Unlike the previous entries in the series, The Phantom Pain’s gameplay comes into stark conflict with the main themes of its story. It carries over Peace Walker’s insistence on capturing enemies alive without that game’s hopeful tone and tacks on a protagonist haunted by the ghosts of people he hasn’t actually harmed. When I first played through The Phantom Pain, I rarely if ever used any weapon that wasn’t the tranquilizer pistol. The game rewards you for no-kill, no-detection playthroughs of missions and further incentivizes non-lethal gameplay with its hidden morality system, the usefulness of captured soldiers, and the ease with which the tranquilizer incapacitates enemies when compared with lethal options.


I didn’t even really recognize this disconnect when I first played (my mind was occupied with other, twist-ending related things) but recently I decided to give the game another go and see how I felt about the twist a year later. I wanted a fresh experience so I actually deleted my old save data and booted the game up completely new. Fortunately for me at least, knowing about its hidden secret ending in advance made the game far more enjoyable but I also found myself realizing how much the tranquilizer’s presence in the game allowed me to sidestep the central moral questions raised by the plot.

Unbeknownst to me, most of my Mother Base staff were saved on Konami’s servers, so after completing the first mission after unlocking Mother Base some 70+ highly ranked soldiers re-enlisted and sent my base scores soaring. At first I was annoyed. I wanted the climb out of obscurity to be part of my game experience. If I’d wanted to start with all my cool toys and staff members I wouldn’t have deleted my save data. But, after a few minutes I realized this freed me from The Phantom Pain’s insistence that I use the tranquilizer gun. I didn’t have to kidnap every single enemy soldier, just plot specific ones or people who had useful skills like translators.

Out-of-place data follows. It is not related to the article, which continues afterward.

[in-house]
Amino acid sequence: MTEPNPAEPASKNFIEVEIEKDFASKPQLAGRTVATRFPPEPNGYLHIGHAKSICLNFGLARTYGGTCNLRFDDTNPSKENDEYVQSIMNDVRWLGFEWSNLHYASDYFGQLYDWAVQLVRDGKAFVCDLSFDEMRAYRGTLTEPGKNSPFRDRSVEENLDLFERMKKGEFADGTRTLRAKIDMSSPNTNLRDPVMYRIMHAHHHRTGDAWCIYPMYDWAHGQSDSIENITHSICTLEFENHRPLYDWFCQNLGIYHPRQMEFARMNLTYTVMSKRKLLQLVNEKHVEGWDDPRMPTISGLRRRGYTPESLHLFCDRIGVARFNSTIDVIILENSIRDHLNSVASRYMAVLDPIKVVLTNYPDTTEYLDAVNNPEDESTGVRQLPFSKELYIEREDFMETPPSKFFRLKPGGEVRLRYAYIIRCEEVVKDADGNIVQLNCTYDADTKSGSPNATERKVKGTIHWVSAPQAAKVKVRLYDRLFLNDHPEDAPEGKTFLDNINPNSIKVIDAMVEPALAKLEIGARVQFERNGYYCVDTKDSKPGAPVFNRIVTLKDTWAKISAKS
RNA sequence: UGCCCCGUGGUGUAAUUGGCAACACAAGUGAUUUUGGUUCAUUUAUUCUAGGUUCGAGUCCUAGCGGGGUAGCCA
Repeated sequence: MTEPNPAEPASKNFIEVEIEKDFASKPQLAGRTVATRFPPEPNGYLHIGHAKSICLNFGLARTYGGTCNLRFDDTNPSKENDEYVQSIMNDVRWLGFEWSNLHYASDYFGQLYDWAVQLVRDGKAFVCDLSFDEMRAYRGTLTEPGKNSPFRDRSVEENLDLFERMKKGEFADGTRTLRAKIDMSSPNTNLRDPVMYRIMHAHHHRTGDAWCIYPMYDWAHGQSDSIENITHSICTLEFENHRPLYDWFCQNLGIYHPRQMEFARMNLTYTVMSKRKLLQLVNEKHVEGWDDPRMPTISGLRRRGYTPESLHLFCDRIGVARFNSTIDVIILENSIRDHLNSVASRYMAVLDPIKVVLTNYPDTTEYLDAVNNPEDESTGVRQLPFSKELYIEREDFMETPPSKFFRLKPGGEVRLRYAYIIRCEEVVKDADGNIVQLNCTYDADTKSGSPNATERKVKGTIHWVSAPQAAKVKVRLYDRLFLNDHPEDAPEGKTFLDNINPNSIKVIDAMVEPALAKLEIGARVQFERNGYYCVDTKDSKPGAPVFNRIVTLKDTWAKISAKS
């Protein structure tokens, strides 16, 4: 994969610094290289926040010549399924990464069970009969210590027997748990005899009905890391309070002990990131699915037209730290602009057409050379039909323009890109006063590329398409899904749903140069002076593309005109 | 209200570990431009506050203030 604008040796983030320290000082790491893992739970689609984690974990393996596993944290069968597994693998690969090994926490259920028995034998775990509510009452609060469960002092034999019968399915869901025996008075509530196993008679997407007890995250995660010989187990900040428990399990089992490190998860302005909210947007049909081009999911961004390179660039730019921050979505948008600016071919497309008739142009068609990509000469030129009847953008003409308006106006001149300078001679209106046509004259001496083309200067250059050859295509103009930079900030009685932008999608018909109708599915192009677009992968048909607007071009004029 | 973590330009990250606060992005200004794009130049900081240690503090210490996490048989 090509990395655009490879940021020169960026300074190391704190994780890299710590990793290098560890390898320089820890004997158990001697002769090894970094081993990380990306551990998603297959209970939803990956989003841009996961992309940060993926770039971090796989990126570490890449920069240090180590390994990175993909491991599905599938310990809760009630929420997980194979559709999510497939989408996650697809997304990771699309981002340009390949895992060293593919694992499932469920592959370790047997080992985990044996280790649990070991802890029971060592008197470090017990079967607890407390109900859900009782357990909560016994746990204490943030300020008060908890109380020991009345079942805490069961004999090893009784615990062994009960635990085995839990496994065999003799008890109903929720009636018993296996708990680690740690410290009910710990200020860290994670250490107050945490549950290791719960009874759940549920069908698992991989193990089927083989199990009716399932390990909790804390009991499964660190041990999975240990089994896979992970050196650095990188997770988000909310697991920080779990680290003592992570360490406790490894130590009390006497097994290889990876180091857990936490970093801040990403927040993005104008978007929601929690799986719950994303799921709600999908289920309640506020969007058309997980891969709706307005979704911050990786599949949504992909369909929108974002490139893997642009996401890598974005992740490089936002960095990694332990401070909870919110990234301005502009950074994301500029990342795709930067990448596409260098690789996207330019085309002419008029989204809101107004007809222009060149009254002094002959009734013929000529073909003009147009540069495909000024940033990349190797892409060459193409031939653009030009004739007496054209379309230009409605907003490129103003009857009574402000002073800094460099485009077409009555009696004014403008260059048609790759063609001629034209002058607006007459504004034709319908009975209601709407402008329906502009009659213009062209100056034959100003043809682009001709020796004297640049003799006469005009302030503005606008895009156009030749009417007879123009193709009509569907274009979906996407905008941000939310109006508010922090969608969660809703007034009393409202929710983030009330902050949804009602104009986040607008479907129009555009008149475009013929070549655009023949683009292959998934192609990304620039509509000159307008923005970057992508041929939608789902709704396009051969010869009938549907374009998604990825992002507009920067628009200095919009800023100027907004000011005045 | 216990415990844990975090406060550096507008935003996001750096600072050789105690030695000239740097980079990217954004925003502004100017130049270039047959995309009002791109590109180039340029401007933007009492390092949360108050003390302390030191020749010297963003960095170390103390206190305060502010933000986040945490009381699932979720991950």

Also bears.

This time around, then, I never allow myself to take tranq guns. If I need to capture someone, it needs to be appreciably more difficult than the choice to kill. Whether or not to use lethal force has become the actual moral conundrum the plot portrays it as and the internal struggle Venom Snake faces as he feels himself more and more falling into the role of a demon feels believable and real. It also means that sneaking around feels more rewarding since I can no longer just pop someone in the leg and check back later to see if they’ve fallen asleep. Shots matter and accuracy is paramount to success.


After hours of playing The Phantom Pain freed from the tranq pistol, I feel that this is the way I should have always been playing Metal Gear. All the speeches and moralizing about death and the trauma experienced by perpetrators of battlefield violence the series is famous for feel justified and earned when I as the player have actually had moments where killing someone was my only option. My second time through, MGSV feels like the game it was sold as, the game I always wanted it to be.

And all thanks to ignoring that damn tranquilizer pistol.

Now all I have is my Rocket Powered Fist!